KING: A court fight appears more likely by the day. Manu Raju live on The Hill. Appreciate the live reporting.

[12:05:02] With me in studio to share their reporting and their insights, CNN's Abby Phillip, Michael Shear with "The New York Times," Julie Hirschfeld Davis also with "The New York Times," and Molly Ball with "Time."

Contentious here. The chairman has his subpoena. Does he wait for Bill Barr and just see what he gets and say maybe we get a little better deal than we thought or do you just yield it and prove you have the power?

MOLLY BALL, NATIONAL POLITICAL CORRESPONDENT, "TIME": At this point I think they are waiting for some kind of response from the Justice Department. At least some kind of indication of whether there can be some cooperation on this. I mean there's a -- I think a couple things are getting muddled here, perhaps intentionally. There's the issue of releasing the Mueller report to the committee and there's the issue of releasing some version of the Mueller report to the public. The chairman here is talking only about having the full thing released to the committee. There is information, like grand jury information, that cannot be released to the public, but the Democrats are not proposing that that be publicly released. They are only saying we, on the committee, want and deserve to see that.

It is analogous to the Watergate road map is the analogy I think they would draw, which was produced by the grand jury that was convened by the special prosecutor in the Watergate investigation. That report went to the Congress. It did not go to the public. And, in fact, it remained under seal for 40 years, until just last year.

KING: And Republicans are arguing the law has been re-written, and it has been. The special counsel has been re-written from Watergate to Ken Starr to today and Bob Mueller. Democrats are saying, fine, but we still have a constitutional responsibility and obligation for oversight and we get to see it in private.

JULIE HIRSCHFELD DAVIS, CONGRESSIONAL CORRESPONDENT, "THE NEW YORK TIMES": Right. Absolutely. And I do think there's an element here in terms of the timing on Nadler's part of sort of having this in his back pocket. I think there is potentially a thought that as -- if Barr knows that the subpoena is out there, that maybe the whole process of the redaction of this report, the release of this report, that the team is going through right now might come out a little bit differently because, in the end, Nadler wants it known that he is going to go after the entirety of the report, at least for his purposes and the purposes of the committee, if not for the purposes of a public release.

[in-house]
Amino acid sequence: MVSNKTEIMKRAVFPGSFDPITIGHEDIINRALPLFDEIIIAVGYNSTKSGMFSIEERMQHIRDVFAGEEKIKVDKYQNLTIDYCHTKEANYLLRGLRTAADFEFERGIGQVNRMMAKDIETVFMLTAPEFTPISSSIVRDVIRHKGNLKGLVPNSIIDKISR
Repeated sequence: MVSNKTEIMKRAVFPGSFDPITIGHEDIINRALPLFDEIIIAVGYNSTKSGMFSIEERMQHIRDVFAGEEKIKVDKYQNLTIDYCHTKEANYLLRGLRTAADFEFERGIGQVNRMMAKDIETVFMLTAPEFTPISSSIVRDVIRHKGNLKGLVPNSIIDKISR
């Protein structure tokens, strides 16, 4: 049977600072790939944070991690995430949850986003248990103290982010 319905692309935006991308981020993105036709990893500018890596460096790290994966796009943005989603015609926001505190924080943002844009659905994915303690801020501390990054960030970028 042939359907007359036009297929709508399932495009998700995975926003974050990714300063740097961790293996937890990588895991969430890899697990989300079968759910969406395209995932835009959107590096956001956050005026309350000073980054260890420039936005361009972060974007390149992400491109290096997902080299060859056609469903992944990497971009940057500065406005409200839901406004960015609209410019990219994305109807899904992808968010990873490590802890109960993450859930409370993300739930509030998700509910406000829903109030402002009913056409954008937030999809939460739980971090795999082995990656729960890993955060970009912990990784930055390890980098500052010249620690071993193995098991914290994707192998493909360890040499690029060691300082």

And that is an important, strategic move on his part because it's clear that they don't trust this attorney general to carry out this process in a way that is going to be fully transparent. They already think that the letter that he wrote overstepped his sort of mandate here and so they want to make it clear that they're not leaving this to him. Not that they left it to him before. But as their first step, they're going to say, you know, we -- we are insisting on our prerogatives here. So you should know that going in.

KING: Know that going in. In addition to the report, they also issued subpoenas for witnesses that included the former White House counsel, Don McGahn, the former White House strategist Steve Bannon, the former White House communications director Hope Hicks, the former White House chief of staff Reince Priebus and a deputy, Annie Donaldson. All people who they say have information, turned over information to Robert Mueller. The Democrats want that -- them as witnesses. They want Mueller's work product so they can say, look, Robert Mueller had a focus. We might see something else we want to talk about and investigate.

MICHAEL SHEAR, WHITE HOUSE CORRESPONDENT, "THE NEW YORK TIMES": Well, and, look, there's another element of timing here that if you want to be a little cynical in assessing the Democratic -- Democrat motives, you know, they -- it is in their interest to drag this out. So if there is a big, long court fight, if there is a -- if that takes it all the way up to the Supreme Court, if there's a fight over the grand jury information, you know, if there's a fight over whether or not these officials come before the courts to testify, or before the Congress to testify, it all drags out something that President Trump and his allies would love nothing more than to put behind them. And the Democrats recognize that to the extent that they can drag this out and push this closer and closer to the election, it gives Republicans headaches that they're going to have to deal with, both -- both the president and his re-election and the rest of his party.

KING: And so to that point, the Republicans say this is all politics. They say the Democrats were happy when Bob Mueller was appointed. They said Bob Mueller was the best guy for the job. Here's an analogy from Doug Collins, the ranking Republican on the committee, a pretty colorful guy. Imagine he says, when Robert Mueller was appointed, they said, wow, that's the best guy. He's got a great fishing pole. If there's something there, he's going to find it. Now he says the Democrats want to cast a huge net.